“In some small way, my taking a stand for Christ made a difference in my world… and I hope that I can encourage you to take a stand and make a difference today. Nothing matters more than the cause of Christ and His Kingdom. Nothing; not even life itself.”
Then on Monday, July 6, the congregation held a prayer and song service, put together by congregation member Marian Shatto, to commemorate Hus and some of those influenced by him over the centuries. Gathering in the outdoor pavilion adjacent to Lititz’s historic God’s Acre, participants remembered the saints and martyrs in six segments, with the worship leader praying for a person or group of people and including a brief biographical statement. The prayer concluded with the leader saying “For the witness of _____” and the congregation responded: “Gracious Lord, we give you thanks.” We then sang a hymn response accompanied by the Trombone Choir.
The group first remembered Jan Hus, then remembered early church leaders who continued the witness of Hus against corruption in the church and formed the Unitas Fratrum: Peter Chelcˇický, Gregory of Prague, Michael Bradacius. In succeeding segments, participants remembered John Amos Commenius, Count Zinzendorf and Benigna Zinzendorf von Watteville, John George Klein and Anna Bender Klein who donated land to form the town of Lititz and early pastors of the Lititz Moravian Congregation, Mattheaus Hehl, Bernard Adam Grube, Johannes Herbst.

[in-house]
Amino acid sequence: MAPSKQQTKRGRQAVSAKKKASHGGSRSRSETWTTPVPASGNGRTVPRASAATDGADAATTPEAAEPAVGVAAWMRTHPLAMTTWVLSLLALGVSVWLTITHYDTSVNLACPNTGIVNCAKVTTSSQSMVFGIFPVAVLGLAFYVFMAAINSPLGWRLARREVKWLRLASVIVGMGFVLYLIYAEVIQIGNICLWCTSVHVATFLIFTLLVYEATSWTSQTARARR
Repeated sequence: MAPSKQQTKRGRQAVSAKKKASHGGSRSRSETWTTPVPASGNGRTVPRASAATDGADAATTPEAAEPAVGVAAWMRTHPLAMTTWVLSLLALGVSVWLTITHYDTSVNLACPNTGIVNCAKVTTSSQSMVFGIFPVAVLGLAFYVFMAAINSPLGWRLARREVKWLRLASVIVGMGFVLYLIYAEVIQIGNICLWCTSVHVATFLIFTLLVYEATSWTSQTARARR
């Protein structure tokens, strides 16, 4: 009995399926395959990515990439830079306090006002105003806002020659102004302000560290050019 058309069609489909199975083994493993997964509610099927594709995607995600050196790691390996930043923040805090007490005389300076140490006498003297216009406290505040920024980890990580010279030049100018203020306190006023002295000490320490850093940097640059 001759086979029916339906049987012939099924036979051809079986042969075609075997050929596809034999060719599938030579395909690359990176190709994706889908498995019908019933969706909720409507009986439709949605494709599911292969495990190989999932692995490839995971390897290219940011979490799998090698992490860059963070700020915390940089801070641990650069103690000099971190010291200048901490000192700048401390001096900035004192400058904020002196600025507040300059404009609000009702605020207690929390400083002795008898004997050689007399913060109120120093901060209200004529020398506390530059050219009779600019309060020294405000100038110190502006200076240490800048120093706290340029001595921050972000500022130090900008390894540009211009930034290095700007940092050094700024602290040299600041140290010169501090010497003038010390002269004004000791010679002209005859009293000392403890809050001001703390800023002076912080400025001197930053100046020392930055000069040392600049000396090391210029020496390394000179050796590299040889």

After singing the hymn response which included the lyrics “showers of blessing, showers of blessing from the Lord proceed,” the Trombone Choir led a procession to God’s Acre. Participants were then invited to speak the names of those saints and martyrs who have personally influenced them on their Christian journeys, then uplifted them all in prayerful thanks and concluded with the singing of For All the Saints.
God brought a unique gathering together where about one-third were not members of the Lititz congregation. There were some members of some area Moravian churches, as well as some Amish, some of Czech background and the new director of the Young Center for Anabaptist and Pietist Studies at Elizabethtown College. We were fortunate to have had a featured article in the Lancaster newspaper to publicize the event.
Dean R. Jurgen, Pastor, Lititz Moravian Congregation, Lititz, Pa.
Nazareth Moravian Churches
The Nazareth and Schoeneck Moravian congregations celebrated the 600th anniversary of the martyrdom of Jon Hus on the historic grounds of the Whitefield House, where it all began for the Moravians in Nazareth, Pa.
The Rev. Jeffrey Gehris of Nazareth Moravian, the Rev. Terry Folk of Schoeneck Moravian and the Rev. Dr. Craig Atwood of Moravian Seminary, professor and president of the Moravian Historical Society, participated during an outdoor communion service on July 12. The combined Brass Choirs of Nazareth and Schoeneck Moravian provided music, along with Nazareth Moravian Organist, Mr. Gabe Toth.